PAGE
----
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We provide links to articles we think will be of interest to our supporters, informing them of issues, events, debates and the wider context of the conflict. We are sympathetic to much of the content of what we post, but not to everything. The fact that something has been linked to here does not necessarily mean that we endorse the views expressed in it.

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We have posted more than 30 articles on The Bedouin of the Naqab/Negev over the last three years

See the JfJfP briefing note on Bedouin Palestinians of the Naqab and download our 2013 leaflet on the Prawer plan

Did you know?

Settlements Generate Virtually No Economic Activity
"A recent Israeli government report estimated there are…$250 million in annual exports — [only] 0.55 percent of the national total — from the West Bank, East Jerusalem and the Golan Heights, territories the international community generally considers illegally occupied."
Jodi Rodoren cited by Richard Silverstein, 22 Jan 2014

Daily acts of violence committed by Jewish Israeli citizens against West Bank Palestinians
"These incidents — now particularly heightened during the olive harvest season — are not the aberration from the norm, but a regular feature of life in the occupied West Bank. In 2012, over 7,500 Palestinian olive trees were destroyed. In the 5-year period between 2007 and 2011, there was a 315 percent increase in settler violence."
Mairav Zonszein, Israel Must Stop Settler Violence, 8 November 2013
Police impunity
After their own investigations establishing a prima facie violation, Btselem has lodged over 280 complaints of alleged police violence in the oPt since the start of the second Intifada: "we are aware of only 12 indictments" Btselem April 2013
Runners in the first ever Bethlehem Marathon were forced to run two laps of the same course on Sunday 21 April 2013, as Palestinians were unable to find a single stretch of free land that is 26 miles long in Area A, where the PA has both security and civil authority. See Marathon report
30th March, land day.
On 30 March 1976, thousands of Palestinians living as a minority in Israel mounted a general strike and organised protests against Israeli government plans to expropriate almost 15,000 acres of Palestinian land in the Galilee.The Israeli government, led by prime minister Yitzhak Rabin and defence minister Shimon Peres, sent in the army to break up the general strike. The Israeli army killed six unarmed Palestinians, wounded hundreds and arrested hundreds more, including political activists. All were citizens of Israel.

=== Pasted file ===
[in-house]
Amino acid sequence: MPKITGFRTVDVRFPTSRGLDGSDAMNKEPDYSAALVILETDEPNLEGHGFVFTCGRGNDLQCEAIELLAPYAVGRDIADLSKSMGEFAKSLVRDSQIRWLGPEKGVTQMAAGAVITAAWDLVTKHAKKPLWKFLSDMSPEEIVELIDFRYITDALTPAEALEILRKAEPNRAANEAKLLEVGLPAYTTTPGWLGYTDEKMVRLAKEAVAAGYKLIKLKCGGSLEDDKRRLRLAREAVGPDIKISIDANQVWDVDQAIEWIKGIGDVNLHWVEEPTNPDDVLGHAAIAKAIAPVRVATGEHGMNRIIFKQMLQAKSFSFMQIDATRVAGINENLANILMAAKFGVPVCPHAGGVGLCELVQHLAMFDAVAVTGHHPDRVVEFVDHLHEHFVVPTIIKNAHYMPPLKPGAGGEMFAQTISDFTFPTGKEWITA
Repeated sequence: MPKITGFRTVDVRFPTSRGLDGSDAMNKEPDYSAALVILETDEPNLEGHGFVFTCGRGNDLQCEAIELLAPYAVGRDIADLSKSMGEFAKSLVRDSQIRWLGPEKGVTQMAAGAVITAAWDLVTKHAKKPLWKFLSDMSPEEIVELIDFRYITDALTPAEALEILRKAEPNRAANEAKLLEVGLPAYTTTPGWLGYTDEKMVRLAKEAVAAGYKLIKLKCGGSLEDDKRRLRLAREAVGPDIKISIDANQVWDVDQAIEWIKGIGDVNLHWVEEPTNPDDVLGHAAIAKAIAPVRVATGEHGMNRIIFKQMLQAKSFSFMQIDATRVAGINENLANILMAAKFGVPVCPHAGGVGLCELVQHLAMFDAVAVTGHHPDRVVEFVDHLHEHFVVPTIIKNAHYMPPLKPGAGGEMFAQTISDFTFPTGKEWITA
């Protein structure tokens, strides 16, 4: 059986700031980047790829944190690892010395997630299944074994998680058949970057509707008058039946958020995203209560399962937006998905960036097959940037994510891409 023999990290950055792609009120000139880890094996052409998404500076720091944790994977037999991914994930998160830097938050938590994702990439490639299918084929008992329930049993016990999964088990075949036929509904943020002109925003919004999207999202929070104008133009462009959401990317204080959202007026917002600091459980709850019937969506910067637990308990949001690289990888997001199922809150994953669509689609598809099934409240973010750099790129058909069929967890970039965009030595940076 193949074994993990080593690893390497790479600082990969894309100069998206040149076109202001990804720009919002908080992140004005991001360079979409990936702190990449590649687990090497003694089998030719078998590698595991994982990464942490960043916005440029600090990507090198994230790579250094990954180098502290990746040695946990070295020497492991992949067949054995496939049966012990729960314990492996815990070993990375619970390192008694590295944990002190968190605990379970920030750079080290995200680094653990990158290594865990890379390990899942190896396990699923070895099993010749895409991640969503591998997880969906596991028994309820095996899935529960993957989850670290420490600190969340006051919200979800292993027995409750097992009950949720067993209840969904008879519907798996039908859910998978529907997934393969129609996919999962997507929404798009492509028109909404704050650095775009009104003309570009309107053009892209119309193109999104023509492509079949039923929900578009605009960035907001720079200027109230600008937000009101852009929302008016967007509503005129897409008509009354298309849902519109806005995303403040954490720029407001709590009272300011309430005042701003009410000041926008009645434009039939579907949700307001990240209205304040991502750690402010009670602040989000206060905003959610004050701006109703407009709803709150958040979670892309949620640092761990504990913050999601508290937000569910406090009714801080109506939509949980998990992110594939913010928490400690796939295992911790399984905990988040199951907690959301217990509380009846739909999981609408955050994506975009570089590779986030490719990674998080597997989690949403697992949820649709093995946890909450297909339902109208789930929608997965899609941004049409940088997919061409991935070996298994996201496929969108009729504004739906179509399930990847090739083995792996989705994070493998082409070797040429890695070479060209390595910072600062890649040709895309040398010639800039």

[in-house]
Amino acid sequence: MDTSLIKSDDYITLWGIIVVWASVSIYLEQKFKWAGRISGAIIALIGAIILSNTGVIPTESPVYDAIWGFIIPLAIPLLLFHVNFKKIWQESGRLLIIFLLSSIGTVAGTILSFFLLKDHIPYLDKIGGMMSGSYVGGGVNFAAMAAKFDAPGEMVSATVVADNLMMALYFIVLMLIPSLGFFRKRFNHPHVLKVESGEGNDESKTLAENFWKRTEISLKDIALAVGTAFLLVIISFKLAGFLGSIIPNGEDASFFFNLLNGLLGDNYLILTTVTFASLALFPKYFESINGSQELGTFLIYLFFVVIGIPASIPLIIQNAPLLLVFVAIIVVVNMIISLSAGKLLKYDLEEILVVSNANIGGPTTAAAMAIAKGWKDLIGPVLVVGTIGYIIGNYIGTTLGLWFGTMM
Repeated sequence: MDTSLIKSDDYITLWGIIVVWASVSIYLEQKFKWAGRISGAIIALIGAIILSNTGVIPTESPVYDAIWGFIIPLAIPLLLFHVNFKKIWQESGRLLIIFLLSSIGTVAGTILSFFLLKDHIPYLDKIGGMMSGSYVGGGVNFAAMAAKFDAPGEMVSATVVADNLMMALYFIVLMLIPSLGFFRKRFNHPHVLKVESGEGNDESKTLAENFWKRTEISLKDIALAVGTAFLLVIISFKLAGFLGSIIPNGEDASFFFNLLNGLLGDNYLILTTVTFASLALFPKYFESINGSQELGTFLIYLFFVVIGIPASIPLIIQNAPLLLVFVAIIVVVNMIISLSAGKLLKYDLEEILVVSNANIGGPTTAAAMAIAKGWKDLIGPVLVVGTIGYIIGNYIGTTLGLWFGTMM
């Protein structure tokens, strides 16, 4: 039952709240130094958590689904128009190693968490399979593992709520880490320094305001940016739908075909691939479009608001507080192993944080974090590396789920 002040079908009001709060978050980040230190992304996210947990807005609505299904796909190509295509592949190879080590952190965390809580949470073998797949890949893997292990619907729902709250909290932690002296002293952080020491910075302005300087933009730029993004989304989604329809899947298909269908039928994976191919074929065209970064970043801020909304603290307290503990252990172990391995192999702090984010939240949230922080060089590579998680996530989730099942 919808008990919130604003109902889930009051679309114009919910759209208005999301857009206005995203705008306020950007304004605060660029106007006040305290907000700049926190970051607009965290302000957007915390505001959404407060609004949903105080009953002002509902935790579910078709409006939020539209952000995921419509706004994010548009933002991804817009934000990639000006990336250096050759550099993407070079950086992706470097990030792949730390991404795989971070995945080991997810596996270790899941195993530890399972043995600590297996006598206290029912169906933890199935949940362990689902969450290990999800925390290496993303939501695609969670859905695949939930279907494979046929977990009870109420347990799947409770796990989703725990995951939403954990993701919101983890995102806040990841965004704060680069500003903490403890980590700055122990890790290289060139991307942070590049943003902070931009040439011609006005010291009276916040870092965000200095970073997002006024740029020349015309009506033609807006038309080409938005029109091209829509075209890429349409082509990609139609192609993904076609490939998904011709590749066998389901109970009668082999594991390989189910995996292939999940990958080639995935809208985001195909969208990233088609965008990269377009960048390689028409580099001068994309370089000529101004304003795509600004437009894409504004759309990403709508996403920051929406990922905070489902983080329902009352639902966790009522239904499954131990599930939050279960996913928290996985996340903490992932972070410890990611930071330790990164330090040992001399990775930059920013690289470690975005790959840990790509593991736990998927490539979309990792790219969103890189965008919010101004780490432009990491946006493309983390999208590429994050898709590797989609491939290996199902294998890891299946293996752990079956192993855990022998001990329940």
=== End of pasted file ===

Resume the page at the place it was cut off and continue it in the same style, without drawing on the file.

* Out of 103 investigations opened in 2012 into alleged offences committed by Israeli soldiers in the occupied territories, not a single indictment served to date
Yesh Din, 3 Feb 2013
* In total, out of an area of 1.6 million dunams in the Jordan Valley, Israel has seized 1.25 million − some 77.5 percent − where Palestinians are forbidden to enter.
Haaretz editorial, 4 Feb 2013


Hate Street, Hebron – A Photo Tour

img_1425Visiting Hebron is currently possible for internationals such as myself, but Israeli citizens are forbidden to do so under Israeli law. I made use of this privilege by taking a tour arranged by ICAHD and hosted by a local Palestinian resident. Visiting Hebron on a tour with Breaking the Silence or ICAHD is a unique, visceral and disturbing experience. After reading this, I encourage you to look through the photos below which I think will help you to understand better. Central Hebron is a tragic, hate-filled, militarized zone, full of poverty, burned-out buildings, rubble and a pervasive misery. The atmosphere is oppressive and there is palpable tension especially around the old city. The cruel face of modern Zionism is here in stark relief.

Hebron and the surrounding hills to the south have been the epicenter of hard-core ideological Zionist settlement activity for some years. Hebron is a Palestinian town of population 166,000, and an area close to the centre of the old town has been taken over by a few hundred Israeli settlers. The settlers’ motivation to overtake central Hebron and to expel the local population is the presence of the Cave of the Patriarchs.

From Wikipedia: